Movie Project #43: A Beautiful Mind [2001]

The 50 Movies Project: 2013 Edition

In what has become an annual tradition, I have decided to embark in a third round of the 50 Movies Project. The premise is simple — I have put together a list of 50 movies that I feel I absolutely must see in order to continue my progression as a film lover. With so many films to see, it’s easy to get off track and forget about some of the essentials. This is my way of making sure I watch those that have been on my “must see” list for too long.

A Beautiful Mind [2001]

A Beautiful Mind [2001]
Director: Ron Howard
Writers: Akiva Goldsman, Sylvia Nasar (book)
Country: USA
Genre: Biography/Drama
Starring: Russell Crowe, Ed Harris, Jennifer Connelly, Christopher Plummer, Paul Bettany
Running Time: 135 minutes

(This post contains spoilers.)

The evolution of John Nash (Russell Crowe) in A Beautiful Mind is nothing short of remarkable.

In 1947, as a graduate student at Princeton University, Nash is a bold, cocky young man. He is confident in his mathematical talent, but his social skills are lacking. A flamboyant roommate, Charles Herman (Paul Bettany), helps bring him out of his shell, and eventually he fits in with a new circle of friends.

A Beautiful Mind [2001]

Nash’s personal growth is even more successful after college, as he gets a job as a professor at MIT, and he begins dating (and later marries) one of his very attractive students, Alicia (Jennifer Connelly). And just as he starts to grow tired of his day-to-day work, he gets a top-secret offer from a high-ranking Pentagon official, William Parcher (Ed Harris). Nash is confidentially hired on as a codebreaker, with his assignment being to find and decode hidden messages that the Russians placed into newspapers and magazines.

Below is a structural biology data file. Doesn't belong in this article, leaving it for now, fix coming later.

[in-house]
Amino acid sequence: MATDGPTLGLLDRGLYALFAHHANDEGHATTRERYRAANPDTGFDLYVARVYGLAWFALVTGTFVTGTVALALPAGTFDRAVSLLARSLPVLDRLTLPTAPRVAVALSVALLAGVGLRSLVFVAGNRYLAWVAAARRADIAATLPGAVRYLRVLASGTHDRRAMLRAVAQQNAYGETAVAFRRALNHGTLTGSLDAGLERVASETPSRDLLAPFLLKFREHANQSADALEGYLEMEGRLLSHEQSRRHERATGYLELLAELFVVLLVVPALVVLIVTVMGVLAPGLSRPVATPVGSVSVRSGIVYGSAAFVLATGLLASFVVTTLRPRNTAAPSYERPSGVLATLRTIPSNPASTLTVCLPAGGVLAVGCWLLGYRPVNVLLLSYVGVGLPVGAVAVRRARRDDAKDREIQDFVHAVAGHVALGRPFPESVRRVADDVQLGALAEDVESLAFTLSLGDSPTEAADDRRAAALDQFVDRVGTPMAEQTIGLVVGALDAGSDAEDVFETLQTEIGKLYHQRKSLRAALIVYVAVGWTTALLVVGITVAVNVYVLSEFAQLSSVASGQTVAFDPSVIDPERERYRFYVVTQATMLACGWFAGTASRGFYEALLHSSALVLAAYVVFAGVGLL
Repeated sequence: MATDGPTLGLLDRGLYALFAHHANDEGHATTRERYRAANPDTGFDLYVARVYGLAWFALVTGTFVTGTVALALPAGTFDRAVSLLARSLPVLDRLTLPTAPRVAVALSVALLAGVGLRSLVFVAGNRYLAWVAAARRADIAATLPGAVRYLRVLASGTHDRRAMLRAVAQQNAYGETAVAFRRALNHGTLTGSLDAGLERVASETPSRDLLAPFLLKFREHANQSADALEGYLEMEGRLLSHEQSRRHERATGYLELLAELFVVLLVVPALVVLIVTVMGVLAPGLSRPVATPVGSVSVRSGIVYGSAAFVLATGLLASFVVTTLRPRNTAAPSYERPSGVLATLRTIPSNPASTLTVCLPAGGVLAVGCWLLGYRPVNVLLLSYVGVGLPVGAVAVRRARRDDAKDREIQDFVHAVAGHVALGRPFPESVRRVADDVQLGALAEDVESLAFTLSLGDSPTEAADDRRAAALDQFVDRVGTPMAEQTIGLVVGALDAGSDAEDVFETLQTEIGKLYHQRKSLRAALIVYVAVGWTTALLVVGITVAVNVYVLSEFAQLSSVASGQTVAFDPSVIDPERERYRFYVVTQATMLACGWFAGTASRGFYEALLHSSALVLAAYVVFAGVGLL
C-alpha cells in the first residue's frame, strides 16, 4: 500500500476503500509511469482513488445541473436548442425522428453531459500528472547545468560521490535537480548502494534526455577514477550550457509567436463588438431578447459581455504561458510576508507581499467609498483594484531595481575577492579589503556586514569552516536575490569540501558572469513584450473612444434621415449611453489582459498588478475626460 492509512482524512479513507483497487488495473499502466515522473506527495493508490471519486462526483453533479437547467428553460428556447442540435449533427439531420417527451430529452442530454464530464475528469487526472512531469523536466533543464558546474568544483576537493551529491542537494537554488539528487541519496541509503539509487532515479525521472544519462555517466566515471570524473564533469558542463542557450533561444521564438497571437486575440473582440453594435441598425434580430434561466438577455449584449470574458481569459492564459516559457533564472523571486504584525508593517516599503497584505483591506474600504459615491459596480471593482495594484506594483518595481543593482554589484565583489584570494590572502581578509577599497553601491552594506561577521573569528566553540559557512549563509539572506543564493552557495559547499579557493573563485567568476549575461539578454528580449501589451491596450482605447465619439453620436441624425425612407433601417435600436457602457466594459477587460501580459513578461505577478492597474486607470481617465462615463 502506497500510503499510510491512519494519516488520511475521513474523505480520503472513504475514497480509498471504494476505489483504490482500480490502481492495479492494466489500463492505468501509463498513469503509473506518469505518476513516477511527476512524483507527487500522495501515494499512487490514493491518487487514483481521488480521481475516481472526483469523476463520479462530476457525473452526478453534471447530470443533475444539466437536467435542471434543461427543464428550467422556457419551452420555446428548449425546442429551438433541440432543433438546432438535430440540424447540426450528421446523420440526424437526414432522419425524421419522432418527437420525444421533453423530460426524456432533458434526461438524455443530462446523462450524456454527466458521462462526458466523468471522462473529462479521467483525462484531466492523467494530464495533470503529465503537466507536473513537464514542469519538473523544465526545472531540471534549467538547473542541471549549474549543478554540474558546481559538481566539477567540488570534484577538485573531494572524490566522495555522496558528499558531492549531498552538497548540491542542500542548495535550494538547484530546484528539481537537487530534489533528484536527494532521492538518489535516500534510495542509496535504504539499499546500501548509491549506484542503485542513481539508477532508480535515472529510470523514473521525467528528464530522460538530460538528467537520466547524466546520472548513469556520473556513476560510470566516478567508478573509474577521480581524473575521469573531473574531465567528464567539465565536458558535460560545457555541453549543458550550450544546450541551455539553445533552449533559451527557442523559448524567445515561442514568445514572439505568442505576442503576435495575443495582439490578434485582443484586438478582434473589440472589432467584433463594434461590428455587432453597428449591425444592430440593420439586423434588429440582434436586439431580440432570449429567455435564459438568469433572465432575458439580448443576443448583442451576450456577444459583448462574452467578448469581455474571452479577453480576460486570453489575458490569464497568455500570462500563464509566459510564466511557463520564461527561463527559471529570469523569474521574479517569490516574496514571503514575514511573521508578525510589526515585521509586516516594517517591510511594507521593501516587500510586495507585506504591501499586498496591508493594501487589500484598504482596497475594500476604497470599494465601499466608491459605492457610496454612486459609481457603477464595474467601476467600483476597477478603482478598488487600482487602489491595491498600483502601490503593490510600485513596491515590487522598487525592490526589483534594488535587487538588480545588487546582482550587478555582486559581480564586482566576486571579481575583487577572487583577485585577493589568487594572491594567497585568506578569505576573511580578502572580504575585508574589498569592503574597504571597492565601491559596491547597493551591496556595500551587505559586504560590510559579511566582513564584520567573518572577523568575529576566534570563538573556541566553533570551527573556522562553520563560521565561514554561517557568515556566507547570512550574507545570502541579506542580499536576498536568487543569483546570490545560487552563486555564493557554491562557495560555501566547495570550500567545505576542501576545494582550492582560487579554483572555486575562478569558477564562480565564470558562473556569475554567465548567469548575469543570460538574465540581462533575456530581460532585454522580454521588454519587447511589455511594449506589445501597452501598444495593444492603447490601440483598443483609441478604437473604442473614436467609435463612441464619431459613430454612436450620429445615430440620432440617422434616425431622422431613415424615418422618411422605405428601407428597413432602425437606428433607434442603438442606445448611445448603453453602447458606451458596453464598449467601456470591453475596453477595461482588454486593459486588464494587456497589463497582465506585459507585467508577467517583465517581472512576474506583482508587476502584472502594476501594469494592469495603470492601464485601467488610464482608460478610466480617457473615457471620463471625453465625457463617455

There’s just one problem. Parcher isn’t real.

Nash suffers from schizophrenia, and he is constantly imagining people and situations that don’t exist. Because he believes he is part of a classified government assignment, he becomes increasingly paranoid that the Russians are after him, and this begins to greatly impact his personal and professional life. Eventually, he is taken in by a psychiatrist, Dr. Rosen (Christopher Plummer), though the treatment at this time was only shock therapy.